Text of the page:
Scott Bradlee, center, leads a rotating cast of characters in his genre-crossing covers band Postmodern Jukebox. (Postmodern Jukebox)

Meghan Trainor merely sings “All About That Bass.” Jazz musician Kate Davis actually plays a bopping bass while cooing “I’m bringing bootie back” in Postmodern Jukebox’s cover of the 2014 hit.

Credit for the makeover goes to bandleader Scott Bradlee, who disliked piano lessons as a kid but is now a keyboard maestro, turning pop and rap hits into ragtime, old-timey jazz and gutbucket soul. (Bradlee and company come to the Birchmere on Monday, just days after releasing the new Postmodern Jukebox album “Selfies on Kodachrome.”)

Bradlee, 33, says he owes his success to Gershwin’s “Rhapsody in Blue.” When he heard it at age 12, he was determined to learn to play that way. Cassettes and CDs from the library were his teachers.

His first attempt at genre mixing came in high school with ragtime gangsta rap. Years later, as a jazz musician trying to make it in New York, he decided to post one of his offbeat clips to YouTube: a medley of ’80s songs done ragtime style. Noted author Neil Gaiman tweeted about it; viral popularity ensued.

By 2011, Bradlee had formed Postmodern Jukebox and began putting popular music in a time machine. Most recently, he’s filled Taylor Swift’s “Blank Space” with sultry cabaret flavor and asked “American Idol” alum Casey Abrams to give a swing vibe to the Fountains of Wayne earworm “Stacy’s Mom.”

If a song already has a soulful or jazzy hue, “it’s hard to say something new,” Bradlee says, of how he chooses covers. Instead, he looks for chords that can transition to swing jazz or ragtime and key changes that have an “epic” feel.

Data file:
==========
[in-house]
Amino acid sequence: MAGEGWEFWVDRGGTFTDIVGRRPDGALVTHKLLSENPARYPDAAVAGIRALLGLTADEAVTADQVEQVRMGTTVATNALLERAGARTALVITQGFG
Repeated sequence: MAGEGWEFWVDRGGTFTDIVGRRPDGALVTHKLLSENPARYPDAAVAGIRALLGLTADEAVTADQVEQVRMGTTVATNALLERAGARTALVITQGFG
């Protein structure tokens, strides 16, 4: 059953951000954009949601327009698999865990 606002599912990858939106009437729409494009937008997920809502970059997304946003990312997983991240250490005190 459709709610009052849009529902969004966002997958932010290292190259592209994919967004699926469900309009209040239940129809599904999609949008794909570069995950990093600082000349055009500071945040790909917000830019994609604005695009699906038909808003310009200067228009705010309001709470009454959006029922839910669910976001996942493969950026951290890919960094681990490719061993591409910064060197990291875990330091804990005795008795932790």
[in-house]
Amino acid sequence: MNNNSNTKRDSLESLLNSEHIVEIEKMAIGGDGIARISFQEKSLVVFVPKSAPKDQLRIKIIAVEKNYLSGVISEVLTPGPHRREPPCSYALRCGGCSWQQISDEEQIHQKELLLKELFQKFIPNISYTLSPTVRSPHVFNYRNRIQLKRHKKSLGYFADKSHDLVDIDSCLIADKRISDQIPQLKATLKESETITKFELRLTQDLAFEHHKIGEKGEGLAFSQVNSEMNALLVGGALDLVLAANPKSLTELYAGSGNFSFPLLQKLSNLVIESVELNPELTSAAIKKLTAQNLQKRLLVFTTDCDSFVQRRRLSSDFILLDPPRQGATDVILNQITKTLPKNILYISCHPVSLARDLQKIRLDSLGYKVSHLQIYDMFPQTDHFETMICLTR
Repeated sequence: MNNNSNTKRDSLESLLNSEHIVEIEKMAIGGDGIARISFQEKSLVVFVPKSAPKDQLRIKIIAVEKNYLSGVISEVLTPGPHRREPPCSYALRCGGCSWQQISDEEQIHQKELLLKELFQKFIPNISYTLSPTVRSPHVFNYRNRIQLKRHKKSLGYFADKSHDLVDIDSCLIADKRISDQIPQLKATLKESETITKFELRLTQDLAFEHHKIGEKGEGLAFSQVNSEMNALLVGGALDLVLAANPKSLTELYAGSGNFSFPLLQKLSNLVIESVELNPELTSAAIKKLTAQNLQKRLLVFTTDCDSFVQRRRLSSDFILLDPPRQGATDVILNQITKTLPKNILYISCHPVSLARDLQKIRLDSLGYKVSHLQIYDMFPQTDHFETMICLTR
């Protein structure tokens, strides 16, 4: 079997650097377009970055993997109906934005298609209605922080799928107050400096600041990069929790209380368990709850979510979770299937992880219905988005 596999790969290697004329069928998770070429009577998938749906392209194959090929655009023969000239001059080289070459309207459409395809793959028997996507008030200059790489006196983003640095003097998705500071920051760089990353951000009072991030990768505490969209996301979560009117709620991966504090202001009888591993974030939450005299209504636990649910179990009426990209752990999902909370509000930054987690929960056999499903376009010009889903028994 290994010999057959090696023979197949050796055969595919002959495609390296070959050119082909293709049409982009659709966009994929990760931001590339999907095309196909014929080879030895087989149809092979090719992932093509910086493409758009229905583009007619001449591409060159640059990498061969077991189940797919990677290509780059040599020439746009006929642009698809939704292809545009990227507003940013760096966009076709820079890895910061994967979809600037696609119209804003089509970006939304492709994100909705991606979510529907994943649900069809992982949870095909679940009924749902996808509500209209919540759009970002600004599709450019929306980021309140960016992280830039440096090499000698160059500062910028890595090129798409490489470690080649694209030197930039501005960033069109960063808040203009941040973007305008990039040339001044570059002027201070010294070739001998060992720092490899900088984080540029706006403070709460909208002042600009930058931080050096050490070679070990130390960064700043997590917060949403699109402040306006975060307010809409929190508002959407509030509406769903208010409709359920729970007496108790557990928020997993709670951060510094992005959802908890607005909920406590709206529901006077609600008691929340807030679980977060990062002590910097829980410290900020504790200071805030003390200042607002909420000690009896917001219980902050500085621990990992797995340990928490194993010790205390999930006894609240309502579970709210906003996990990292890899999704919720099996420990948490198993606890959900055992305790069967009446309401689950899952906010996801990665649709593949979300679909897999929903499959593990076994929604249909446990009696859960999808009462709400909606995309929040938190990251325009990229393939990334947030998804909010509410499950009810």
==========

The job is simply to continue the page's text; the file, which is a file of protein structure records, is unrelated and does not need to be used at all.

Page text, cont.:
He also relishes a challenge. “The silliest song is the most difficult to cover,” Bradlee says, because he wants to make good music, not jokes.

Applying a bluegrass brush to Nicki Minaj’s “Anaconda” (and eliminating the swears, as he always does, for YouTube friendliness) made it bounce with joy and also turned it into “a song just about snakes.”

Bradlee acknowledges that it’s easy to view what his band does as gimmicky. “But we take it seriously,” he says. “We don’t do it as a parody. It’s about doing what feels authentic to me. It’s not the coolest stuff. But it’s stuff I would want to listen to if it was on the radio.”

Superstars like it, too. During a Reddit AMA, Lorde said Bradlee’s “Royals” — sung in the booming voice of seven-foot-tall clown/performance artist Puddles — is her favorite cover.

And Bradlee’s choice of vocalist isn’t all that far out: A giant clown is as much an outsider as an angsty teen.

Birchmere, 3701 Mount Vernon Ave., Alexandria; Mon., 7:30 p.m., sold out.

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